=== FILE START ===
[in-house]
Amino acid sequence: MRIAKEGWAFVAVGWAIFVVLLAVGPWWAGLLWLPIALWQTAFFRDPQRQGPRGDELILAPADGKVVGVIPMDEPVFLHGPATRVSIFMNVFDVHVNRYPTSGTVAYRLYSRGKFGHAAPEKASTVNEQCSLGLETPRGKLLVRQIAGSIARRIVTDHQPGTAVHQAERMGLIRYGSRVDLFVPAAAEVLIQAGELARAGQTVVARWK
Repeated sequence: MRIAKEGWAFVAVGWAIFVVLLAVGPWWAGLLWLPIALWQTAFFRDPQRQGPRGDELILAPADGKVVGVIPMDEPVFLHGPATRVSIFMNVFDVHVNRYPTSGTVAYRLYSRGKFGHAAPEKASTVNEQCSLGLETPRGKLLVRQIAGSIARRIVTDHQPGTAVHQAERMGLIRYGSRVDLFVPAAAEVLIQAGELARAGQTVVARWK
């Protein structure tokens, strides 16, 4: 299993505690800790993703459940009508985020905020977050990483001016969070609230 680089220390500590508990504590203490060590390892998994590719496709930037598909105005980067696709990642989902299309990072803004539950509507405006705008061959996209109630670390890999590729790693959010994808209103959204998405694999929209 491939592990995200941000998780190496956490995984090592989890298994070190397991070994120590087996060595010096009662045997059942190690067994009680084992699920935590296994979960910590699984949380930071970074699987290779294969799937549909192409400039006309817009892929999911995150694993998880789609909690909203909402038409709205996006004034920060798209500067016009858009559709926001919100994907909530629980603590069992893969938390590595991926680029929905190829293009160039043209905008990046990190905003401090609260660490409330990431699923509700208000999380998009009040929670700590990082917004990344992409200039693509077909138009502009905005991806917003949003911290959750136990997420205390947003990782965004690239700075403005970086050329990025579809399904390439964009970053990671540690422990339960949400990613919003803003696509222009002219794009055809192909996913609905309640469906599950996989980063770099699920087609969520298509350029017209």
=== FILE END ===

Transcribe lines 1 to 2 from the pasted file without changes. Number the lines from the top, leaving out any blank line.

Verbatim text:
[in-house]
Amino acid sequence: MRIAKEGWAFVAVGWAIFVVLLAVGPWWAGLLWLPIALWQTAFFRDPQRQGPRGDELILAPADGKVVGVIPMDEPVFLHGPATRVSIFMNVFDVHVNRYPTSGTVAYRLYSRGKFGHAAPEKASTVNEQCSLGLETPRGKLLVRQIAGSIARRIVTDHQPGTAVHQAERMGLIRYGSRVDLFVPAAAEVLIQAGELARAGQTVVARWK